Big flying frog discovery in Vietnam

Rhacophorus helenae,pPhoto credit Jodi J L Rowley © Australian Museum

From Wildlife Extra:

Huge, green flying frog discovered in Vietnam

New frog found in agricultural zone near Ho Chi Minh [City]

January 2013. A new species of flying frog has been discovered in Vietnam by Australian Museum amphibian biologist, Dr Jodi Rowley and her Vietnamese colleagues. Dr Rowley was stunned to discover the large, 10cm long species surprisingly close to Ho Chi Minh City, an urban centre with over 9 million people.

The new species – known as Helen’s Tree Frog (Rhacophorus helenae) – is bright green with a white belly and has webbed hands and feet like parachutes to glide from tree to tree. Dr Rowley said it was incredibly rare and very exciting to find a new species of frog less than 100km from one of the largest cities in South East Asia.

Discovered in agricultural zone

“To discover a previously unknown species of frog, I typically have to climb rugged mountains, scale waterfalls and push my way through dense and prickly rainforest vegetation,” she said.

“I certainly didn’t expect to find a new species of frog sitting on a fallen tree in lowland forest criss-crossed by a network of paths made by people and water buffalo, and completely surrounded by a sea of rice-paddies.”

Dr Rowley said the large frog has likely evaded biologists until now by spending most of its time out of sight, in the canopy of large trees.

Dr Rowley said she chose to name the frog species in honour of her mother, Helen Rowley, who has steadfastly supported her only child trekking through the forests of Southeast Asia in search of frogs.

“My mother was recently diagnosed with ovarian cancer and I thought it was about time that I showed her how much I appreciate everything she’s done for me and everything that she’s put up with over the years,” she said.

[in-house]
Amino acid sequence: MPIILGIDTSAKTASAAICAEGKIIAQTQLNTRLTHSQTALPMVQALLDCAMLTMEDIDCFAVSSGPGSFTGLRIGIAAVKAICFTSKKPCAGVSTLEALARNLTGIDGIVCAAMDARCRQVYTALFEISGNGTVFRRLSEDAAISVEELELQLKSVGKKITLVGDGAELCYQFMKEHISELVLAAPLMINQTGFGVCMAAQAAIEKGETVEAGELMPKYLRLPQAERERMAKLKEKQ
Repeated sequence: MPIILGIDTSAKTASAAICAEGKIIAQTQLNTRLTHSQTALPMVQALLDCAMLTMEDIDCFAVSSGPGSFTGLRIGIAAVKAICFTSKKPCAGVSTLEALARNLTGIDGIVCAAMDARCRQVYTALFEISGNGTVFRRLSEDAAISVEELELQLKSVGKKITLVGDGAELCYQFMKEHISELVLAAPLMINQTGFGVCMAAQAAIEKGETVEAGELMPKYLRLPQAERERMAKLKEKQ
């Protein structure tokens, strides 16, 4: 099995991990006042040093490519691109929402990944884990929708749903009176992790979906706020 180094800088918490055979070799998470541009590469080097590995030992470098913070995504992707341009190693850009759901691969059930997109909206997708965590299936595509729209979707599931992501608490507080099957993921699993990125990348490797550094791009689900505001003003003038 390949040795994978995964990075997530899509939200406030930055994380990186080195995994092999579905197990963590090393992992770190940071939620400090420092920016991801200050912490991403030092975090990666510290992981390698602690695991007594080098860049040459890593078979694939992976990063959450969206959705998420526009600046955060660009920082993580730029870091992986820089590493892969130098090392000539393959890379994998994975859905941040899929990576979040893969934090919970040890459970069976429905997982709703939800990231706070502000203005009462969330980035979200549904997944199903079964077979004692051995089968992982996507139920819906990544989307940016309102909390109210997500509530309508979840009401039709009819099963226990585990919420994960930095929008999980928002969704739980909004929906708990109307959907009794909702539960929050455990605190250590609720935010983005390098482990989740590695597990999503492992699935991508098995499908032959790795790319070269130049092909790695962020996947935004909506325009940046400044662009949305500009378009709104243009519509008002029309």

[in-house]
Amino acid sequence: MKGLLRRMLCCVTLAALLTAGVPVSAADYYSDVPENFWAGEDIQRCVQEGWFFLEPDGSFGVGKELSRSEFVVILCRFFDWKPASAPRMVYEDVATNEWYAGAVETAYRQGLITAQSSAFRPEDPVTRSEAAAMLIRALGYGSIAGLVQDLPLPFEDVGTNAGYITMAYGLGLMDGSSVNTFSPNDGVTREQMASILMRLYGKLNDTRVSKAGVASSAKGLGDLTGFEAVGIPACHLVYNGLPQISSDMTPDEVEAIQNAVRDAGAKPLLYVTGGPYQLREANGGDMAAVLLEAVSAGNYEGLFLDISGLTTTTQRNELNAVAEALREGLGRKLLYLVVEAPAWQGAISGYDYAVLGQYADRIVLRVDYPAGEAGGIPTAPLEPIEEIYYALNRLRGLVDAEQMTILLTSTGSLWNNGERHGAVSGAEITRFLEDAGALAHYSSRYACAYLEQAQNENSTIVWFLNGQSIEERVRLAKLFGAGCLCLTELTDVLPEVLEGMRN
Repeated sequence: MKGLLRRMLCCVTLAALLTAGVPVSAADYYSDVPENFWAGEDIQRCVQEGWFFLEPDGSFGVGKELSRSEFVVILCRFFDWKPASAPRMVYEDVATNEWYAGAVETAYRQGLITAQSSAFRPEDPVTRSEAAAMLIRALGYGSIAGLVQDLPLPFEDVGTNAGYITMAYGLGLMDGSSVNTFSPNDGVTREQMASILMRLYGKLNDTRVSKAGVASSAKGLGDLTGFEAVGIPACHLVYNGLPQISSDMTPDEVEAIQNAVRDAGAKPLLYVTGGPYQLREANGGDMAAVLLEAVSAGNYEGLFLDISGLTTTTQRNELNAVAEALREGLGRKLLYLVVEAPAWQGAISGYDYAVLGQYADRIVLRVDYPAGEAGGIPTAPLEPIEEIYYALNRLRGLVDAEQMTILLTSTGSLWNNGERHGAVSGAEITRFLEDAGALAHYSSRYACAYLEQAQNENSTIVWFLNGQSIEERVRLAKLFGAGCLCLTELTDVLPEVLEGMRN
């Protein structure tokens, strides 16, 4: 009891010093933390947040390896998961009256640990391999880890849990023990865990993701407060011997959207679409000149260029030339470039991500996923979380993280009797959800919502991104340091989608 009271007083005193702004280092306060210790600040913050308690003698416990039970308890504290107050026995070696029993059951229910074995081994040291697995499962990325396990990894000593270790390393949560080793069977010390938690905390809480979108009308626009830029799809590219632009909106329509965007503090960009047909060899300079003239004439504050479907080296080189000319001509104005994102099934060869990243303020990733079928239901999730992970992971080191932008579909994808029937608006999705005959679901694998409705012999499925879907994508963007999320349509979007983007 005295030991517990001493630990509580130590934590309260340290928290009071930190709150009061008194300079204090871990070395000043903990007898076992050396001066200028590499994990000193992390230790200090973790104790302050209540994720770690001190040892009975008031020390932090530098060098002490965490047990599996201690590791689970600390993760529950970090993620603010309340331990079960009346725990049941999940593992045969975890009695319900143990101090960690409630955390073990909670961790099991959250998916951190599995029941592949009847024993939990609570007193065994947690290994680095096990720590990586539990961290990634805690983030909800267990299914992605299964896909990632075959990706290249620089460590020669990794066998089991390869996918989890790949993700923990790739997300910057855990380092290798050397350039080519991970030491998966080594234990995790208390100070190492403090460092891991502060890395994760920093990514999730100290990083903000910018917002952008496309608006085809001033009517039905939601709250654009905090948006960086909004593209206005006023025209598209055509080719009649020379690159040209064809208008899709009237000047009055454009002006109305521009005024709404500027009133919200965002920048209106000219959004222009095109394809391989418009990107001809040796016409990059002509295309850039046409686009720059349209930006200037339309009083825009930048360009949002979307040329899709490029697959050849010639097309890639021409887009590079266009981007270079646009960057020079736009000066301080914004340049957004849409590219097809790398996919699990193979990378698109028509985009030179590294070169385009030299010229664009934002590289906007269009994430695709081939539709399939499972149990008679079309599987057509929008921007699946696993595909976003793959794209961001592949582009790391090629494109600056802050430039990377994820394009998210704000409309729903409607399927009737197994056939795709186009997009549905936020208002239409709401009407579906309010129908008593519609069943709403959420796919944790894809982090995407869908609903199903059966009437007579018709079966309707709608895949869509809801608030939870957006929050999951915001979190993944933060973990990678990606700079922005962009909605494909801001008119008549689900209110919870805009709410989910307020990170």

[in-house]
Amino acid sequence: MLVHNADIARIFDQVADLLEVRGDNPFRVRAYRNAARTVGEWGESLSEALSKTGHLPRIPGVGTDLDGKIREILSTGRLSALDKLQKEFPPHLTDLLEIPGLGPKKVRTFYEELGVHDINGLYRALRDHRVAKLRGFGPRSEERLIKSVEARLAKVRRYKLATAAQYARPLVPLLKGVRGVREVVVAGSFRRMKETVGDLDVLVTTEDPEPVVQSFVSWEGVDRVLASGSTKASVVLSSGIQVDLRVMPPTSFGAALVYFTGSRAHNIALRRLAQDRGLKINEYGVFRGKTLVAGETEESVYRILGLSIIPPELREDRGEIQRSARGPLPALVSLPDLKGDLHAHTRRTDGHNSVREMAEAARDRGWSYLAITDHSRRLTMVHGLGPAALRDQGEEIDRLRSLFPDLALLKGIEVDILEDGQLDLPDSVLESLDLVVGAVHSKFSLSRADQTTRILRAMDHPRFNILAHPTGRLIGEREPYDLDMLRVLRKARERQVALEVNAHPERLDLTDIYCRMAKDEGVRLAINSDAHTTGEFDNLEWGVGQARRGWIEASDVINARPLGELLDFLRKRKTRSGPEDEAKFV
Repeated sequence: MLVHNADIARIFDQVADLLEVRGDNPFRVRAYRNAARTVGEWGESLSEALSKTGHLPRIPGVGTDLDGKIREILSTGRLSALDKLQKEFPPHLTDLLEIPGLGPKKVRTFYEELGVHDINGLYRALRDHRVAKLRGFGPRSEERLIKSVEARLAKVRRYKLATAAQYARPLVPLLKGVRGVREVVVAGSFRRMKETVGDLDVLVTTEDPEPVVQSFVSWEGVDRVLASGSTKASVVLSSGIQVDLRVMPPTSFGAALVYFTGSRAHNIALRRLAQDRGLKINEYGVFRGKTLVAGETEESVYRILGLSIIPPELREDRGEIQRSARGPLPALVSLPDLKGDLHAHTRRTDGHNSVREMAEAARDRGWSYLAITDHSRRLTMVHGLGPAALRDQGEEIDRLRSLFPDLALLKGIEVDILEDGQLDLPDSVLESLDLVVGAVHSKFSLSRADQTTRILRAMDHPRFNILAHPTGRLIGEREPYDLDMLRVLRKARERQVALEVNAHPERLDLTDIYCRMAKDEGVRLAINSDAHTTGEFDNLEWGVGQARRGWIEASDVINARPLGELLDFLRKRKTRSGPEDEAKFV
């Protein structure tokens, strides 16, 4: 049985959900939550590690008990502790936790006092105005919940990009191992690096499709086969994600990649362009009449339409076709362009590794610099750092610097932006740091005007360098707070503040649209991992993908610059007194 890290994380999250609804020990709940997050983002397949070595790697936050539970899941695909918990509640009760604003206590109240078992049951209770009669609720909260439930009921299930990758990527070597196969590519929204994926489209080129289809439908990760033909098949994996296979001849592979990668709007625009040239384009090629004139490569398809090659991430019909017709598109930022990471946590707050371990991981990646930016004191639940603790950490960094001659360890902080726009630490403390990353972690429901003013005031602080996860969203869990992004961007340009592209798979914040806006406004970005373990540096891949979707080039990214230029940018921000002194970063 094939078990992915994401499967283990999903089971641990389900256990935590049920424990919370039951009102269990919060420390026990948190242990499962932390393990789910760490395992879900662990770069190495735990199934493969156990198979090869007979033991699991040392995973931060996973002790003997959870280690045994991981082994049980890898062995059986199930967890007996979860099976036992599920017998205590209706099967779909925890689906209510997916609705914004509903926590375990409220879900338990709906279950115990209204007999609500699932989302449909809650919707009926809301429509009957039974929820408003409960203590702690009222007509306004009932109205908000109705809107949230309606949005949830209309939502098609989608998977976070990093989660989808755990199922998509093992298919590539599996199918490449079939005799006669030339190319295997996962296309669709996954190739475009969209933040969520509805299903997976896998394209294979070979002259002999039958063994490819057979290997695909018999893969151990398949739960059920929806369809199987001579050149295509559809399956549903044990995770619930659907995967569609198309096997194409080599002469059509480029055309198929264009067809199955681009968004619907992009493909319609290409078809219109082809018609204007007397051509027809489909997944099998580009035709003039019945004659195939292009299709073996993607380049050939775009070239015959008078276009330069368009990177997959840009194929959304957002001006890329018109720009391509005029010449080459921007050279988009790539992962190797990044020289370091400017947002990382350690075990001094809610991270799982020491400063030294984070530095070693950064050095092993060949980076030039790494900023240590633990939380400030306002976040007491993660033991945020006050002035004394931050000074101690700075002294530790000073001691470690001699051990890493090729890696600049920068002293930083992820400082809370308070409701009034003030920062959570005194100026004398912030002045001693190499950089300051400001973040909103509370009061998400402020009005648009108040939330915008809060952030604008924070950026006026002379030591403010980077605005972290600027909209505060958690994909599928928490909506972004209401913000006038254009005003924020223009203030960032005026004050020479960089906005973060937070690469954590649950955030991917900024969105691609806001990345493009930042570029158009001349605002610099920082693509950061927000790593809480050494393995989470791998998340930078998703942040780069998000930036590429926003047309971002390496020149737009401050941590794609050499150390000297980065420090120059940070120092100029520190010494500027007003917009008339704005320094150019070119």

Only known from 2 small patches of lowland forest

To date, Helen’s Tree Frog is only known from two patches of lowland forest in the middle of agricultural land not far from Ho Chi Minh City.

Dr Rowley said lowland forests are among the most threatened habitats in the world.

“Another, more well-known species reliant on lowland forests, the Javan Rhino, was confirmed extinct in Vietnam in October 2011,” she said.

“The new species is at great risk due to ongoing habitat loss and degradation – the greatest threat to amphibians throughout Southeast Asia – but hopefully it has been discovered just in time to help protect it.”

20 thoughts on “Big flying frog discovery in Vietnam

  1. That is sooo koo!l! Would love to this frog frog flying in action! What a sight that must be compared to what we are used to seeing frogs do. Makes you wonder why this particular species evolved into flying instead of jumping. I am sure they are looking into that and studying in and more information will be coming out into the future as they research into that species. That is just, sooo interesting. I want to make a comparison to the flying tree squirrel, just a slight comparison, but those squirrels, it would kinda make sense why they fly because they dwell in trees, so they would have to evolve to get around trees better than than climbing up and down and jumping onto nearby branches. But still, I don’t think squirrels were originally intended to fly, just like frogs were not intended to fly. Another animal I want to bring up is the flying fish. Those were not meant to fly either. But all three of these animals do not really fly. They do not have the wings and the proper mechanisms and the bone structure to induce and carry out flight like the bird does.


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